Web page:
What Is A Short-Sale?


If you are behind on your house payments and have decided you no longer wish to keep the house, you may be looking at your options including a short-sale, deed in lieu of foreclosure and bankruptcy.  For this blog, we will specifically look at the short-sale.  A short-sale occurs when real property (house, land, etc.) is sold to a third-party for an amount less than what is owed on the property.  The short-sale is a way of transferring the property out of the homeowner’s name, but it does not necessarily eliminate the homeowner’s responsibility to pay the balance on the loan, known as the deficiency balance, after the sale.   As a result, the homeowner may be making payments on a house he no longer owns.  The short-sale will have a negative impact on the homeowners’ credit, since it will show the house was sold for an amount less than what was owed on the property, however, it will not be considered as negatively as the foreclosure.


It is best to illustrate what can occur in a short-sale with examples.  The examples have been simplified and do not reflect any real estate broker fees or other real estate closing costs and fees.  These examples also assume the house is the homeowners’ primary residence.

Example One

Young Family Sitting in Front of House on Steps

There is a $150,000 mortgage loan owed on the house, but in today’s market the house will only sell for $130,000.  You may approach the mortgage company to determine if they would accept $130,000 short-sale for the property.  In some cases, this may be acceptable to the mortgage company, since they would not be required to go through expensive foreclosure process.  If there is only one mortgage loan, the short-sale can be a viable option.  However, keep in mind that although the mortgage company agrees to the reduced amount so the house may be sold, it does not eliminate their right to pursue the homeowner for the deficiency balance on the loan, in this example $20,000.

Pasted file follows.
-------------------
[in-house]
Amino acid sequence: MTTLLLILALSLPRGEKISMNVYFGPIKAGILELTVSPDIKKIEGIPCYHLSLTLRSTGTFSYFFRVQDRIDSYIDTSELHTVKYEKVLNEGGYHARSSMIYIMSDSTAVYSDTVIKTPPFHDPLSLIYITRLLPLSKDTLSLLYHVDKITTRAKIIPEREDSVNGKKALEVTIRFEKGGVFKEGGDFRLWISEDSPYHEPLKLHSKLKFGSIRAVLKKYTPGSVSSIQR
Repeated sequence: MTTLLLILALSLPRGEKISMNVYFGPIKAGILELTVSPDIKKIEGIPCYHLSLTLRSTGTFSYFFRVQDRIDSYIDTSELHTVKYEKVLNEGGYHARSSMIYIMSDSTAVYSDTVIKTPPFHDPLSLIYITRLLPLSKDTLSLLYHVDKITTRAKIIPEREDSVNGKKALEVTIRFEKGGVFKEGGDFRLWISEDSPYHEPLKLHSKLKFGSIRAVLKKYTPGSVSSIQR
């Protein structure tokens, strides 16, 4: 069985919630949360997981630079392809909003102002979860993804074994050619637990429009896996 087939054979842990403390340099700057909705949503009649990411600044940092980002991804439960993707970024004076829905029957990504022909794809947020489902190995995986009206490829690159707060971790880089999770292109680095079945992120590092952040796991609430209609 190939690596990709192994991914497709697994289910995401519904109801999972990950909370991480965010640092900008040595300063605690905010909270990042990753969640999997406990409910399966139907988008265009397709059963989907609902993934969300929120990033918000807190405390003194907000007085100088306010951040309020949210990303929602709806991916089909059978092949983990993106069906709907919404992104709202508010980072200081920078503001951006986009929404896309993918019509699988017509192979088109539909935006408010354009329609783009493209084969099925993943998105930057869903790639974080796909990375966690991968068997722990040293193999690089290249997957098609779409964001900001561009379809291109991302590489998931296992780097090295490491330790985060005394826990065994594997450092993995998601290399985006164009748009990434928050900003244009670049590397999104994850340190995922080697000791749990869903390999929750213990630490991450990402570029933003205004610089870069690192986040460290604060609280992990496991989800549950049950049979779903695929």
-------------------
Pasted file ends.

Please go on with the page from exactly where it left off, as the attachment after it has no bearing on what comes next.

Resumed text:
$130,000 Offer on the Property

$150,000 Mortgage Lien

($ 20,000)Deficiency Balance

Example Two

There is a first mortgage for $125,000, Home Equity Line of Credit (HELOC) for $30,000 and a Homeowners’ Association Lien of $1,000 or a total of $156,000 owed on the property.  Consistent with Example One, the offer on the house is for $130,000.  In order to proceed with the short-sale, the homeowners must get all three lienholders – first mortgage, HELOC and Homeowners’ Association – to agree to accept the $130,000 offer.  Since the first mortgage will most likely insist on being paid in full, it is unlikely they will object to the $130,000 offer.  On the other hand, the HELOC and Homeowners’ Association must both agree to share the remaining $5,000 and agree to release the liens on the property before the short-sale can occur.  Also, just because the HELOC might agree to accept the short-sale, it does not preclude them from pursuing collection activities against the homeowners for the balance owed on the lien.

$130,000 Offer on the Property

$125,000 First Mortgage Lien

$  30,000 HELOC Lien

$    1,000 Homeowners’ Association Lien

($26,000)Deficiency Balance

As mentioned, it was assumed the house being sold in the two examples was the homeowners’ primary residence.  As a result, there is no tax implication against the homeowners, since The Mortgage Forgiveness Debt Relief Act of 2007 allows the homeowners to exclude the deficiency balance, also known as “forgiven debt”, on their primary residence.  On the other hand, if the property being sold is an investment property or any other property that was not the homeowners’ primary residence, the homeowners can be taxed on the deficiency balance or forgiven debt, since it is treated as income for tax purposes.

The short-sale is a viable option for many homeowners, however, it is important to be fully informed of the impact it may have on the homeowners’ financial position in advance of completing the sale.  Request the mortgage company or mortgage companies sign a waiver stating they will not pursue a deficiency balance on the property.  In many cases, the mortgage company will not agree to sign a waiver relinquishing their right to pursue collection activities, but it does not hurt to make a request.  In addition, be prepared to make payments on the deficiency balance after the short-sale or consider filing bankruptcy to eliminate the deficiency balance and other debts.